Otherwise healthy young children undergoing elective surgery make up a very large proportion of children receiving general anesthesia. If exposures to general anesthesia pose long-term neurodevelopmental risks in healthy children, then there is a need to assess the neurodevelopmental risks of childhood anesthesia exposure.10,11 A consensus statement released in October 2015, endorsed by 19 different professional organizations,12 advocated for more research to evaluate the neurodevelopmental effects of anesthesia exposure in early childhood.
The Pediatric Anesthesia Neurodevelopment Assessment (PANDA) study used a sibling-matched cohort design to test the hypothesis that a single exposure to general anesthesia in healthy children younger than 3 years was associated with, at ages 8 to 15 years, an increased risk of impaired global cognitive function (IQ) as the primary outcome and abnormal domain-specific neurocognitive functions and behavior as secondary outcomes.
Using a sibling-matched cohort design, neuropsychological functions and behavior were assessed in children aged 8 to 15 years. The study inclusion criteria were (1) exposed: children who had a single general anesthetic before age 36 months for elective inguinal hernia surgery during 2000–2010; American Society of Anesthesiologists (ASA) Physical Status 1, defined as children who are healthy, or ASA Physical Status 2, defined as children with very limited systemic diseases with no functional limitations; 36 weeks’ gestational age or older at birth and (2) unexposed: biologically related siblings (half or full) closest in age (within 3 years) to the exposed child, with no anesthesia exposure before age 36 months and 36 weeks’ gestational age or older at birth.
The sibling-matched comparison group was chosen to minimize effects of genetic background, familial environment, parental education, and other indexes of socioeconomic status, all key factors affecting neurodevelopment.13,14 An age range of 0 to 36 months was chosen as the exposure age range because this period encompasses peak synaptogenesis of various human brain regions.15,16
The study’s prespecified primary outcome was global cognitive function (IQ); secondary outcomes were domain-specific cognitive functions and behavior. Selection of outcomes was based on one of the following criteria:
Specific neurocognitive domains with deficits identified in animal studies (memory, attention, and motor function)4,17,18
Neurocognitive domains with demonstrated impairments in human studies (language)8,19
Other human functions considered to be important in daily living or school/work performance (executive function and attention)
Assessment at ages 8 to 15 years was chosen because neuropsychological testing of all domains was both reliable and valid at these ages and it allowed enough follow-up time for impairments to emerge.
A 2-day meeting was held in Baltimore, Maryland, in June 2010 with neuropsychology and neurodevelopment experts from 6 institutions to develop the PANDA neuropsychological battery (eTable 1 in the Supplement).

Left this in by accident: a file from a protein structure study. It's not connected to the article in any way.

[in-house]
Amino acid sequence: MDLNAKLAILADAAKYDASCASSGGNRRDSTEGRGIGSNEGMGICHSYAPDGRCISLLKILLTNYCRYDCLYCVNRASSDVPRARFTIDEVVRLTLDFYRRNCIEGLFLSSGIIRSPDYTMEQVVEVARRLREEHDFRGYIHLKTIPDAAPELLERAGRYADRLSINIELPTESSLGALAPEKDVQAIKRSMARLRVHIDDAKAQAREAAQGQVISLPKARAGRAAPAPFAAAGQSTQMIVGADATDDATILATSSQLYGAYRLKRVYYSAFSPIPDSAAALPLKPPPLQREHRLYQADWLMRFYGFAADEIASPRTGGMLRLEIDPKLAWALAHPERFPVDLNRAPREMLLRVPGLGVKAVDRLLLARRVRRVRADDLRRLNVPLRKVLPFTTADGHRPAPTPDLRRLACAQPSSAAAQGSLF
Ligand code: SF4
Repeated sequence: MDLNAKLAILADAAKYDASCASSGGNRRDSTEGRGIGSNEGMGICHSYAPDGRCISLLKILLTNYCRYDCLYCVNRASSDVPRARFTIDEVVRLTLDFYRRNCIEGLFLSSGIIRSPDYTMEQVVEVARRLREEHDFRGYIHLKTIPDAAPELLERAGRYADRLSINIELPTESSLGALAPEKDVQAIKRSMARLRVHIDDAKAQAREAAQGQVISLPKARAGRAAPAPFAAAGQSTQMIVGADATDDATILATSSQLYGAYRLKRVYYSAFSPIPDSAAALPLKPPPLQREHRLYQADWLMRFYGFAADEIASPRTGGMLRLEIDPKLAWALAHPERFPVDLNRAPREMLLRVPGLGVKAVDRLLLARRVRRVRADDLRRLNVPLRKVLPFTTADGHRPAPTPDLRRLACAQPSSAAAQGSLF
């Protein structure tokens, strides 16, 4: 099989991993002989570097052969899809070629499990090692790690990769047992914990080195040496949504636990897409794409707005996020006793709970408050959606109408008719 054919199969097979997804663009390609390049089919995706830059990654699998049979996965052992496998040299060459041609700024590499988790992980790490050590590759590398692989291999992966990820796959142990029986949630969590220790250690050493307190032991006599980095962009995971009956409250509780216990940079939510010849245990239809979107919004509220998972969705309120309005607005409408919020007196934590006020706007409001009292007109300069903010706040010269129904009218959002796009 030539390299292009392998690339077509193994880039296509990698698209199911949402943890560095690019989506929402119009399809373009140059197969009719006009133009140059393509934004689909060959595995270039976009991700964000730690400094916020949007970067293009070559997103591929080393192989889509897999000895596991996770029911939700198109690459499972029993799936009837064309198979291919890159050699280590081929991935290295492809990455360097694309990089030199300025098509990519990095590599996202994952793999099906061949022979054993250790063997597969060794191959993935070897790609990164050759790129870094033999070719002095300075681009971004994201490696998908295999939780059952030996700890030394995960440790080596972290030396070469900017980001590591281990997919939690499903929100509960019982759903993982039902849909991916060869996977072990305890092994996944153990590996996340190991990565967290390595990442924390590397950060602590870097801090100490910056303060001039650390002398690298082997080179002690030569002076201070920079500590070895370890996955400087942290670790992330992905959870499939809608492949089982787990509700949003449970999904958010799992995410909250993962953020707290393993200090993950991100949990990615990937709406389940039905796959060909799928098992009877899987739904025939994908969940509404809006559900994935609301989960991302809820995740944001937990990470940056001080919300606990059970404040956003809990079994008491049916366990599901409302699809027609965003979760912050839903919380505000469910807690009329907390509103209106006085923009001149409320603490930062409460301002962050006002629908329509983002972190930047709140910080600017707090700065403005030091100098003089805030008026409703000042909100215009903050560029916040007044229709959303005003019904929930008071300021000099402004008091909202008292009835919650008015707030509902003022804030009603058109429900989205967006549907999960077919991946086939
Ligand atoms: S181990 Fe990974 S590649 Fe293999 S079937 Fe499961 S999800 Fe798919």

Following approval by the institutional review board at each institution that participated as a study site (Columbia University Medical Center [CUMC], New York, New York; Children’s Hospital of Philadelphia [CHOP], Philadelphia, Pennsylvania; Boston Children’s Hospital [BCH], Boston, Massachusetts; and Monroe Carell Jr Children’s Hospital at Vanderbilt [VCH], Nashville, Tennessee), participants were screened and recruited between May 2009 and April 2015 (Figure).
After obtaining written informed consent from parents and assent from children, we randomly assigned sibling pairs to individually undergo a single testing session using the PANDA neuropsychological battery. All testers were trained by a pediatric neuropsychologist and blinded to the exposure status of the siblings. Accompanying parents completed standardized questionnaires on behavior and were interviewed regarding medical, social, and family history. Race/ethnicity data were included to document race/ethnicity composition of the study cohort and to evaluate that it is representative of the US population. Race/ethnicity data were reported by parents using predetermined fixed categories. Clinical data (surgical procedure, all anesthetic agents and perioperative medications, and documented perioperative complications) were abstracted from anesthesia and medical records at each study site. Total anesthesia duration was defined as the time between initial administration of anesthesia and the documented end of record for anesthesia. Each site was responsible for entering all data into a study-specific electronic data capture system. Ten percent of neuropsychological testing data were rescored and reviewed for accuracy and completeness with less than 1% error found. Three pediatric anesthesiologists reviewed clinical records for consistency and accuracy. All data entry was checked by trained research personnel at the coordinating site, and any error (<2%) was rechecked and corrected.